Saturday, December 19

Pukapuka – the Cook's most isolated island

Pukapuka was once known as Danger Island; John Byron, commodore of a British naval ship named it when he sighted it in 1765 but couldn't land because of rough seas, high surf and reefs.

The other name, the Island of Beautiful Girls, is a different matter. 'Other Cook Islanders' are supposedly the people who call it that but it only appears in blog posts, the earliest from 2004, and none written by a Cook Islander. It could be the tropical island version of an urban myth.
John Roberts of the Kia Orana Cook Islands website says he found the comment in Elliot Smith's book, 'The Cook Islands Companion' which was first published in 1991.
By the way, John's website is packed with information about all aspects of life in all of the Cook Islands. It's a wonderful resource for anyone interested in this part of the world.


Our plane had no problems landing after the two hour flight from Rarotonga. We had a good view of the beautiful two-tone blue lagoon and three palm-covered islands with thin strips of yellow sand.

The airstrip is on Motu Ko where the mayor Levi Walewaoa and our island tour guide Edson greeted us
and we had a welcome drink of refreshing sweet nu, the first of many on this trip.

The main settlement is on the largest motu, Wale.

Coconut crabs

The three northern group atolls we visited have big lagoons and the normal mode of transport is an aluminium dinghy with an outboard motor so we walked across Motu Ko to pick up a boat on the lagoon side, pausing while Edson winkled a coconut crab out of its hidey-hole.

This was a medium sized crab, about 15-years-old with a lovely black, brown and orange carapace. It didn't have the enormous claws of a fully grown crab – they can live up to fifty years.
Pukapukans are very conservation-minded and are careful not to over-harvest or take small crabs.

A boat, a swim, a tiki tour

It took about half an hour to cover the 10km north to Wale where we had time for a swim before hopping aboard a pick-up truck for a tiki tour of the village.

The roads are rough coral with neat houses set close to the road edge. Women and small children sitting on verandas waved as we passed by but we saw very few people out and about.

Pukapuka has the largest population of the northern islands at about 425 – and growing according to the mayor – so the CICC church is a substantial building with colourful carvings and painted motifs.

Government offices are located at the administration centre in Ngake village and staff were smartly dressed in pareu uniforms although they didn't look particularly busy.

The area also housed the BCI bank and Vodafone offices, the agriculture department and the solar power array. All the northern group islands have 24 hour solar power.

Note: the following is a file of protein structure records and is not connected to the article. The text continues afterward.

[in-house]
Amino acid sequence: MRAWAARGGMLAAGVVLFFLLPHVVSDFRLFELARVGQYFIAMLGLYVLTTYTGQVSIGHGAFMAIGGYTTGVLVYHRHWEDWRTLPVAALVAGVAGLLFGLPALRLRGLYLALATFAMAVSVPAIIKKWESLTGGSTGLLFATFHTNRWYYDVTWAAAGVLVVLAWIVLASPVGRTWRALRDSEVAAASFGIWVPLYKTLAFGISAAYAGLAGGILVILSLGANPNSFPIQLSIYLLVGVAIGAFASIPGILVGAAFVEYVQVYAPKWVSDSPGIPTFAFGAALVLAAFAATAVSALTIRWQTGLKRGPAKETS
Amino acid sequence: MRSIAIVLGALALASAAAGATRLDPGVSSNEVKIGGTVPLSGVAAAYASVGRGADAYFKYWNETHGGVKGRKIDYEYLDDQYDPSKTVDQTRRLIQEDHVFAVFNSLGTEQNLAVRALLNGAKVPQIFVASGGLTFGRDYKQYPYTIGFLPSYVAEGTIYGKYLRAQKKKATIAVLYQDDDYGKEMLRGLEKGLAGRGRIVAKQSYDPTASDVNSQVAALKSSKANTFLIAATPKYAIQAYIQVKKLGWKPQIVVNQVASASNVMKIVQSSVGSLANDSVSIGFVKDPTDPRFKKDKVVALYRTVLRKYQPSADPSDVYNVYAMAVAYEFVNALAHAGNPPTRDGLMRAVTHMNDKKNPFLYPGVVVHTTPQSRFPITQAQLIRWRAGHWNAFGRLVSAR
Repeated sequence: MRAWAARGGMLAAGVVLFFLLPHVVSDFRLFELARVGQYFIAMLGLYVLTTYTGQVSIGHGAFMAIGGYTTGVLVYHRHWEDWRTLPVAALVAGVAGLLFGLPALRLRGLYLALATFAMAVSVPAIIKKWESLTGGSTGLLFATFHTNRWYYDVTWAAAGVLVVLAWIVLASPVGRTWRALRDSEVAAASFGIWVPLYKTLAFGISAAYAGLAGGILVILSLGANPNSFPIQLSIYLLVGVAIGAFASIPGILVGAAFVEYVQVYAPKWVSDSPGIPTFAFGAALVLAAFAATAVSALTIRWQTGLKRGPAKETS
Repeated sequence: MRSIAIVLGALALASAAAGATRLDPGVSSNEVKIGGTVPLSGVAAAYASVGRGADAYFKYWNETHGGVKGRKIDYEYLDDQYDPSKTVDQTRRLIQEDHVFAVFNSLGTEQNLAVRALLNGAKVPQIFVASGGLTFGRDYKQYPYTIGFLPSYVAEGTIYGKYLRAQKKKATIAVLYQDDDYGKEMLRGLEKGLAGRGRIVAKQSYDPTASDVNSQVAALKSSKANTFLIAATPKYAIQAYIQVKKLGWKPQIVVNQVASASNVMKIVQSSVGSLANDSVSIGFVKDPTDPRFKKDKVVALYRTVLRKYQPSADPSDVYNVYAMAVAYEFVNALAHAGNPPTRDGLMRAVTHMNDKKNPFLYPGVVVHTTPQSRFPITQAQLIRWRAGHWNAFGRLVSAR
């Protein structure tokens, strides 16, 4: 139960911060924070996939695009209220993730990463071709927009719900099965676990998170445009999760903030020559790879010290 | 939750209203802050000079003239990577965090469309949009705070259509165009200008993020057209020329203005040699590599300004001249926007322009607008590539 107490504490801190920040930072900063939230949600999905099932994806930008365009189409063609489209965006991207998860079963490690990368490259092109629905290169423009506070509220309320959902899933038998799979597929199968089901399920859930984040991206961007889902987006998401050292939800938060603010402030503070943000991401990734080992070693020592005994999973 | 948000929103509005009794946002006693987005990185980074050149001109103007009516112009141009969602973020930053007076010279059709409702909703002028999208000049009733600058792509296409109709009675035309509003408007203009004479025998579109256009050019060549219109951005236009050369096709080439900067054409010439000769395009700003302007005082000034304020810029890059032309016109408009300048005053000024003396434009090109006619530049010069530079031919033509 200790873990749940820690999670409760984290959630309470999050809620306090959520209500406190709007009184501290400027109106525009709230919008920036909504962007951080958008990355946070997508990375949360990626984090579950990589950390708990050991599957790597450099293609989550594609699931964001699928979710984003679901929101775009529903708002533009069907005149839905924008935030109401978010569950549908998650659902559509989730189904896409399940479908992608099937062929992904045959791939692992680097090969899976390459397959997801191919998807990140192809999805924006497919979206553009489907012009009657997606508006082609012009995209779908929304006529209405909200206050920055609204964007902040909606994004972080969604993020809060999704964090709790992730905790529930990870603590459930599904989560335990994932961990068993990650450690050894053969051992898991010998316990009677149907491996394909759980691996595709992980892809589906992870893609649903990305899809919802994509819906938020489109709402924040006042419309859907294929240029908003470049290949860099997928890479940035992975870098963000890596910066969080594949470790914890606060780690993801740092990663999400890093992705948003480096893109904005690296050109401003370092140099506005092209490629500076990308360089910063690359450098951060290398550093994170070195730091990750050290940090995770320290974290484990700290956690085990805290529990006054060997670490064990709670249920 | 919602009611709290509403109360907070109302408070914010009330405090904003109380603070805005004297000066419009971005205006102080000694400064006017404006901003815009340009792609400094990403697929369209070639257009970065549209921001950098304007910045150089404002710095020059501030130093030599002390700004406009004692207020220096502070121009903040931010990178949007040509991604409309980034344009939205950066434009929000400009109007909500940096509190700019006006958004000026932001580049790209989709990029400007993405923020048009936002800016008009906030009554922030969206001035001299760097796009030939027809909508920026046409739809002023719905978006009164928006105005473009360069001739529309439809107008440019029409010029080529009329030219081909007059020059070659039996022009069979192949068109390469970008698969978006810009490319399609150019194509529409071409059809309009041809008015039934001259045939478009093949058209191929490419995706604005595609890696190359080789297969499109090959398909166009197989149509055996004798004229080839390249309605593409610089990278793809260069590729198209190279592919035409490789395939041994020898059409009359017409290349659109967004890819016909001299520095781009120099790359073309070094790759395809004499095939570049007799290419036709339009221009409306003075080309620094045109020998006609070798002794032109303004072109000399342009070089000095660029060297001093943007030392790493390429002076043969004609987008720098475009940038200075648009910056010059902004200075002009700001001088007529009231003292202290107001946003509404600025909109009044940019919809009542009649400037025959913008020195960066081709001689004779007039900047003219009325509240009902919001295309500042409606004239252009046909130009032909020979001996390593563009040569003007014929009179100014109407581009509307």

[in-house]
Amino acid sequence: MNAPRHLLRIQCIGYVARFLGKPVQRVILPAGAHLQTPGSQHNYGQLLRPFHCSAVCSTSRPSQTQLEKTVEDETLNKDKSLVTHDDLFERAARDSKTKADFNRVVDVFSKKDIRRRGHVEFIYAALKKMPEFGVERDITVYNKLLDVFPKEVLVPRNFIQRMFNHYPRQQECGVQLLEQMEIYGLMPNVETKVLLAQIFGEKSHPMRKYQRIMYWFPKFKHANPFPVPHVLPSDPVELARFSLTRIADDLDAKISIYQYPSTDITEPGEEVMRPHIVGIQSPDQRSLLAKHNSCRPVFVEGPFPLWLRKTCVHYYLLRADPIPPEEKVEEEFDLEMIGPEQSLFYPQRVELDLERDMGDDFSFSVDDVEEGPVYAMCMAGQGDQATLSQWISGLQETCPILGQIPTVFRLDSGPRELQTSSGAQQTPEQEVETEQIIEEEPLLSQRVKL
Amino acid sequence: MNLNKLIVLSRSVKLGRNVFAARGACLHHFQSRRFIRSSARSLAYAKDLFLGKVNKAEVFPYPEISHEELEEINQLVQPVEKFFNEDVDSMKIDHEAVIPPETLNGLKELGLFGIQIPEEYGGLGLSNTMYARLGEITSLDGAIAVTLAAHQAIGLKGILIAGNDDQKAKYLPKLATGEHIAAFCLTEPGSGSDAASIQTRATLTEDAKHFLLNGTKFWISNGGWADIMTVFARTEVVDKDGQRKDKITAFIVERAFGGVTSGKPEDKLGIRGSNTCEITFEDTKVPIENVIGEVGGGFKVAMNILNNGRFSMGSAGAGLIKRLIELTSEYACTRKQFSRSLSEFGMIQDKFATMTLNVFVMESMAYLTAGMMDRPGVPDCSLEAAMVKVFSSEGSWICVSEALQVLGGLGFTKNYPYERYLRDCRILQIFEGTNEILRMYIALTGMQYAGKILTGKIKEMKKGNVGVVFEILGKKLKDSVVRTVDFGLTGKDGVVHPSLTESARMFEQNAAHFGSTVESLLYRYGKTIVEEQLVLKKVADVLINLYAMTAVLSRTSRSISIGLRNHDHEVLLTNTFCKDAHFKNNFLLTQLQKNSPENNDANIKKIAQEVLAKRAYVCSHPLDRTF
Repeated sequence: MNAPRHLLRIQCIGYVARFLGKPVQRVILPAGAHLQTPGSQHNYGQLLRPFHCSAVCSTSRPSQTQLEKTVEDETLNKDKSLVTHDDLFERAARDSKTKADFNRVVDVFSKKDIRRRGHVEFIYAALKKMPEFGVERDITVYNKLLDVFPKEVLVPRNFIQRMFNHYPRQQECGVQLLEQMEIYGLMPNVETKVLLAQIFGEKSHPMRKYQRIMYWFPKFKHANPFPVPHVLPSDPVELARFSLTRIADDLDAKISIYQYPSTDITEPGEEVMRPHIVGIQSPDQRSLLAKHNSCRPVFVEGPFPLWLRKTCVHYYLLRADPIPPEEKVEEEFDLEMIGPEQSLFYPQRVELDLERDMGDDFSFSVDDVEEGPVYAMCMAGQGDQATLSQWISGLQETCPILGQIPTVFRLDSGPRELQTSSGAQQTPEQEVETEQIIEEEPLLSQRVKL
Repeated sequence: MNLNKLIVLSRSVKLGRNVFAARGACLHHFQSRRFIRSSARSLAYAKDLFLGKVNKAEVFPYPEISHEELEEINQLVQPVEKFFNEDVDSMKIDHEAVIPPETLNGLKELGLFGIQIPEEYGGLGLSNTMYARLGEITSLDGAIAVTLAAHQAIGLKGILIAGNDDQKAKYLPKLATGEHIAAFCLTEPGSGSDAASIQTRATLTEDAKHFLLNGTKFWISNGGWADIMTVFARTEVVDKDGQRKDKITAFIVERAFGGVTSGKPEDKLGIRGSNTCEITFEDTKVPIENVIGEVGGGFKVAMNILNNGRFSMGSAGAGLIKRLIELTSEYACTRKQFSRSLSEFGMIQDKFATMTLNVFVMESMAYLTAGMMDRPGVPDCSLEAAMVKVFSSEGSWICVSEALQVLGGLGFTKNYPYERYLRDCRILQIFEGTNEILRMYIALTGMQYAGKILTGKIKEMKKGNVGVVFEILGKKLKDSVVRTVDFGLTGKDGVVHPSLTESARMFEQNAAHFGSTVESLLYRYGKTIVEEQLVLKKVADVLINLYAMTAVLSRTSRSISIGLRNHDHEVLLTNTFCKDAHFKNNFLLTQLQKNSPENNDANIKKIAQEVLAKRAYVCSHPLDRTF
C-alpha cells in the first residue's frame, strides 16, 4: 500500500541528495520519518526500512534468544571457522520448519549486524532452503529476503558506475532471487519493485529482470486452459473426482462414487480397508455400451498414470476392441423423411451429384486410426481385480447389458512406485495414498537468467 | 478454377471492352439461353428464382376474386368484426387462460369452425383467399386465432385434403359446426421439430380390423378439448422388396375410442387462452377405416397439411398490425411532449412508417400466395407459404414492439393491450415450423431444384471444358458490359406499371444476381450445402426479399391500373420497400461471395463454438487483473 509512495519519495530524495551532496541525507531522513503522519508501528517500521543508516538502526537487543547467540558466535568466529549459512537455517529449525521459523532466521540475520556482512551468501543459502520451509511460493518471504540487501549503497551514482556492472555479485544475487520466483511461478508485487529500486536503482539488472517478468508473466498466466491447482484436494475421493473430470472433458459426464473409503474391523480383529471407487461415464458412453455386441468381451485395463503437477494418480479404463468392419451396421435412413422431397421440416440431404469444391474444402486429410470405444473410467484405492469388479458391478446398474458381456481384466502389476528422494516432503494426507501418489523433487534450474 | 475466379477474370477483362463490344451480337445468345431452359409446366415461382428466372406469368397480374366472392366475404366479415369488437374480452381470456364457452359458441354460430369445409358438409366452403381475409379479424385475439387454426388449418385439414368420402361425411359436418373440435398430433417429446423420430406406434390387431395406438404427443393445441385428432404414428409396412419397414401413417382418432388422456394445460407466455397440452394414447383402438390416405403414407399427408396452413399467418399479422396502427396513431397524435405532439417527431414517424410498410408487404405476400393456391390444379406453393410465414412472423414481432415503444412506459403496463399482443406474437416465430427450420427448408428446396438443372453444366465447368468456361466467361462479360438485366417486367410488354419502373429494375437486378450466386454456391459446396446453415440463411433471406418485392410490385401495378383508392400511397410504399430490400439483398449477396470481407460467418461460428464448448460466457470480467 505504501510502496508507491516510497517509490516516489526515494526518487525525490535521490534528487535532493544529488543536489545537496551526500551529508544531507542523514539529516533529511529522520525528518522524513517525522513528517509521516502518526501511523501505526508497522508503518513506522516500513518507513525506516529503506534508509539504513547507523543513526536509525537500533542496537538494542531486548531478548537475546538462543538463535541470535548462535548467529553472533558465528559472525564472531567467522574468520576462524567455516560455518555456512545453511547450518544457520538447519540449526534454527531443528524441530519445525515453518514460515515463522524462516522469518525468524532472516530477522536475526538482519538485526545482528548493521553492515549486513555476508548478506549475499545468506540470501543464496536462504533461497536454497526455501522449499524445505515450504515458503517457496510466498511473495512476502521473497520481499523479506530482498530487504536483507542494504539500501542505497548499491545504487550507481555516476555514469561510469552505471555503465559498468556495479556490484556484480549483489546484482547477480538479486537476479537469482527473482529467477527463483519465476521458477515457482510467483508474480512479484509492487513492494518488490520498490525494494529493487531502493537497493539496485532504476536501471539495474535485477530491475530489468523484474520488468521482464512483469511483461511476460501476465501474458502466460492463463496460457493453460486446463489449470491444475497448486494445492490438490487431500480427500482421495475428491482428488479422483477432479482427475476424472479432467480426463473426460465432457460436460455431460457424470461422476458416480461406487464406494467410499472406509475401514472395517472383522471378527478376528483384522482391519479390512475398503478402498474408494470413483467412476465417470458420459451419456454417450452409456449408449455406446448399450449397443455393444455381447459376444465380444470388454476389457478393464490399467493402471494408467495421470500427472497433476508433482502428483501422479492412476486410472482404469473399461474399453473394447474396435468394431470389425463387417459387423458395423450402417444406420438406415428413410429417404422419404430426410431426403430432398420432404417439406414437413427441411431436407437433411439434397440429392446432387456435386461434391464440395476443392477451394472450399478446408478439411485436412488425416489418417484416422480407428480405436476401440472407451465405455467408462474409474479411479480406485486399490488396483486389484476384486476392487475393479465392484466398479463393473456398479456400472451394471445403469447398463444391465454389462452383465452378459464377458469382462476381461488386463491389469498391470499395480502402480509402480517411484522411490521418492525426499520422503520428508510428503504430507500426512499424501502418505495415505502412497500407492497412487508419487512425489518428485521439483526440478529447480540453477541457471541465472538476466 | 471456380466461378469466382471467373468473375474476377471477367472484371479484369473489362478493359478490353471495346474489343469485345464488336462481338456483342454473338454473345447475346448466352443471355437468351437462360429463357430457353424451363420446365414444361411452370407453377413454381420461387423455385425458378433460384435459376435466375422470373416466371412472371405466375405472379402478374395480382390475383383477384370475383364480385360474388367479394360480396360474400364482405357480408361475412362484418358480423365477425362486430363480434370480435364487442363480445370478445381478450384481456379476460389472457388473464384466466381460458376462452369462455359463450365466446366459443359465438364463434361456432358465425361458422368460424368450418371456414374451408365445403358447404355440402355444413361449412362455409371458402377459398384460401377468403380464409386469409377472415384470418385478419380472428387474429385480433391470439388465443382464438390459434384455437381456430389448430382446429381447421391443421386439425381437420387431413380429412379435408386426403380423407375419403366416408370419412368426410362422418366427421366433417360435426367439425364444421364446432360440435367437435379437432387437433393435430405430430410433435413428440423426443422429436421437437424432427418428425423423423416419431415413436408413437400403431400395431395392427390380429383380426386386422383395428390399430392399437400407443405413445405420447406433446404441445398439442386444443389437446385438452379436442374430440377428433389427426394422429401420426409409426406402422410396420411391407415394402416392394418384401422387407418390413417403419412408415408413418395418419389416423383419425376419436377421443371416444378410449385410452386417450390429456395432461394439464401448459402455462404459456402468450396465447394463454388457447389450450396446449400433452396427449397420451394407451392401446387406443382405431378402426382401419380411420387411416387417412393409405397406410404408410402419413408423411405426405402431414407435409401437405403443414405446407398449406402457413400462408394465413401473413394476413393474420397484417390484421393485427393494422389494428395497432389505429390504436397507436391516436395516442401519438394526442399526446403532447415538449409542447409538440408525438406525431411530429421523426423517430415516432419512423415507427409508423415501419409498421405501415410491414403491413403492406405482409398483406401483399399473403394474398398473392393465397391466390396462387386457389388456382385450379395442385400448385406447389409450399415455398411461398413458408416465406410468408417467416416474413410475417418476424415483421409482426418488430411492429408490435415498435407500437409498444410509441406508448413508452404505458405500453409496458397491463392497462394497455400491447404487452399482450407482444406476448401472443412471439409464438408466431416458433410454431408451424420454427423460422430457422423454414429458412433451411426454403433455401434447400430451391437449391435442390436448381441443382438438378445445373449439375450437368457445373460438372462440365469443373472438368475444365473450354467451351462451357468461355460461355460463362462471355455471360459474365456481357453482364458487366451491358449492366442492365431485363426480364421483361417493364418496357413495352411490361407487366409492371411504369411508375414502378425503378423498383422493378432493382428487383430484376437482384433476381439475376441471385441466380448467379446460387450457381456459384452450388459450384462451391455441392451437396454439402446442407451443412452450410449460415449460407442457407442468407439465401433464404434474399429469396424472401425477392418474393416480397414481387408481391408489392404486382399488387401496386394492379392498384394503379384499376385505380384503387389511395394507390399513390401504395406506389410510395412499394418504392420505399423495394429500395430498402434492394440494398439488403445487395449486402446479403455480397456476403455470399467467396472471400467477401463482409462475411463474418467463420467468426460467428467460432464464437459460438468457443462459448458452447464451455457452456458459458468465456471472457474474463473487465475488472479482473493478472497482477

Wowolu, the Shark Bait Hotel sits near the admin centre.
It looks like a concrete water tank that's been converted into a jail with a ventilator on top and a barred door.
Kora said it was where miscreants could be incarcerated but it's not currently in use! Still the threat of it apparently keeps youngsters on the straight and narrow.

Eating in style

We had lunch in a room at the centre.
A long trestle table was laden down with plates of food; fish, coconut crab, raw fish, uto pancakes, taro. Also sausages, rice and potato salad all of which have to be imported - you can't grow potatoes in this climate.

The taro was definitely home grown.
The road snakes through a large taro growing area in the interior of Wale. Over many years people have filled a depression in the coral with vegetation that has rotted down and become compost, very good for growing the important staple root crop.
Fresh sweet nu, served in the shell of course, washed our lunch down.  Delicious.

We ate heartily but with only seven of us there was plenty left over. That's not a problem though. The locals would finish it off or take it home once we left. Nothing goes to waste after a feed like this.

Time to say goodbye

Our original schedule called for an overnight stay on Pukapuka but the usual accommodation was being used as a hospital while a new hospital is being built so we had just the day tour before flying on to Manihiki. Later tours were put up in the nurse's house I believe.

All too soon it was time to cross the lagoon back to Motu Ko and the airstrip for our flight to the island of black pearls – Manihiki.

Beautiful, peaceful, friendly, laid back; the real danger in Pukapuka is not wanting to leave.

Monday, December 14

The Northern Group Discovery Tour